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Tales of a Technician: The Preeminence of Extrinsic Value in Covered Call Management

August 3, 2020

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When it comes to covered call management, everything revolves around extrinsic value. If you know what it is and how to track it, then you will be able to make an informed decision at every step in your trade.

A Primer

An option’s premium or cost is comprised of intrinsic value & extrinsic value. Intrinsic value is how much in-the-money the option is. Extrinsic value is how much you pay for time and volatility. Here’s the Key Formula:

Premium = Intrinsic Value + Extrinsic Value

Some traders refer to extrinsic value as “time value.” Though, as I’ve said before, I think emphasizing time over volatility is misguided. At any rate, extrinsic value is the chunk of an option’s value that is susceptible to time decay.

Saying that an option’s premium falls over time is correct. But it’s not the most accurate way to explain what’s happening because the intrinsic value portion of the premium is immune to time decay. Thus, we should say, an option’s extrinsic value falls over time, ultimately reaching zero at expiration.

You’ve probably already heard that extrinsic value is highest for long-term options. What’s less known is that extrinsic value changes as you move from strike to strike. It peaks with ATM options and dwindles as you move further OTM or deeper ITM.

Option chain, extrinsic value.
Extrinsic Value Peaks ATM

If you want to know how much profit you have remaining in the short call portion of a covered call position, don’t look at the call premium – look at the call’s extrinsic value.

Sure, sometimes both numbers are the same. But not always. For example, when the call is OTM, its premium equals the extrinsic value. When it’s ITM, however, its premium does not equal the extrinsic value.

An example will illustrate. In the options chain above, suppose we already owned 100 shares of stock and sold the first strike OTM, the $440 strike for $12.52. Our potential profit due to time decay would be the entire $12.52 because it’s all extrinsic value.

Now, let’s say instead, we sold the $420 ITM strike for $22.75. Is our potential profit due to time decay the premium of $22.75? No! It’s only the extrinsic value of $7.20.

Enter Trade Management

Let’s talk about how focusing on extrinsic value can simplify covered call trade management. It provides an easy answer to a multitude of questions. Here are three common questions:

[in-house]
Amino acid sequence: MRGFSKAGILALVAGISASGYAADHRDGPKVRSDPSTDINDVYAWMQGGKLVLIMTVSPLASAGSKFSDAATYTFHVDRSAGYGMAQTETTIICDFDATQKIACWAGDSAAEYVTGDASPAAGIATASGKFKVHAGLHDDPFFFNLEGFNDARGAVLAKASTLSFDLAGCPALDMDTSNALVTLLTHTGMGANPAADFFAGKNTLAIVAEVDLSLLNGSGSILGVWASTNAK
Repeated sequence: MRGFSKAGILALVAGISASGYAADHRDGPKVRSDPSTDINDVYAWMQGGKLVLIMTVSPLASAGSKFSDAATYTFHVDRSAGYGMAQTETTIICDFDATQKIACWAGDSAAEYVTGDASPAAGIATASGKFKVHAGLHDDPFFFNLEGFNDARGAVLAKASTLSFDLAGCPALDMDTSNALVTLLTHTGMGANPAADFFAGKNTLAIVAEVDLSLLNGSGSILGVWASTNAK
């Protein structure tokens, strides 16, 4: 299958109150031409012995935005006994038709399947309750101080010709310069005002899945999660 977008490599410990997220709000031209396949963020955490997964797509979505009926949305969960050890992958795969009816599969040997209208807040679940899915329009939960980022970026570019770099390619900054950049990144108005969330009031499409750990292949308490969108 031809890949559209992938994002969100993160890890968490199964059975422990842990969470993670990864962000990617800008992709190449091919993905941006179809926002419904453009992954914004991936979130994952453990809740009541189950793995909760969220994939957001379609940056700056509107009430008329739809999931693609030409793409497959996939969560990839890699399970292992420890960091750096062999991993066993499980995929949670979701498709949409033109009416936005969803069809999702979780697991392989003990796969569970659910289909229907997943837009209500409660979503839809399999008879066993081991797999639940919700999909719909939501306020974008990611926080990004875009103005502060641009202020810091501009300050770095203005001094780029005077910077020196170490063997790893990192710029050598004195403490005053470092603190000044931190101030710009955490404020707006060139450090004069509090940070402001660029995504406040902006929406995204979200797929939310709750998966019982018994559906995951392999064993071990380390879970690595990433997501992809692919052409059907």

1. When do I take profits on my short call?
  2. When do I roll my short call?
  3. When should I close the call to avoid assignment?

The answer to all three queries lies with extrinsic value. Here is the rule:

Buyback your short calls when there is little to no extrinsic value remaining. You can decide if “little to no” means 5 cents or 10 cents or 15 cents, but the bottom line is this: When the extrinsic value runs to zero, you can’t make any more profit due to time decay. Thus, you should exit or adjust the trade to keep the dream alive.

In other words, it doesn’t do me much good to sit in a covered call that’s already run out of time value. There’s no further profit to be made.

In the instance of worrying about early assignment if your call moves ITM before expiration, it is, again, all about the extrinsic value. If there’s still a modest amount remaining, you won’t be assigned early. So my rule of thumb is to let the covered call ride (whether ITM or OTM) until the extrinsic value approaches zero.


The one exception to this rule is if my directional outlook on the stock shifts, and I want to rapidly modify my position more bullish or bearish. Consider a stock that’s breaking out of a major resistance level. By all measures, it looks like it’s going to blast off, but you have an ATM covered call capping your gains. Do you leave it be, reasoning that there’s still 50 cents of extrinsic value? Or, do you roll it up to open additional profit potential in the stock? This tactic would more fully take advantage of a big rally.

Or, suppose the stock is falling dramatically. Do you hang onto your now far OTM call simply because it still has 25 cents of extrinsic value remaining? Or, do you roll it down to a lower strike to increase the amount of premium (and thus protection)?

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2 Replies to “Tales of a Technician: The Preeminence of Extrinsic Value in Covered Call Management”

  1. RachelOkorji says:

    Thank you Tyler

  2. MistySuggs says:

    Tyler – Excellent article for me as a beginner learning to manage covered calls!

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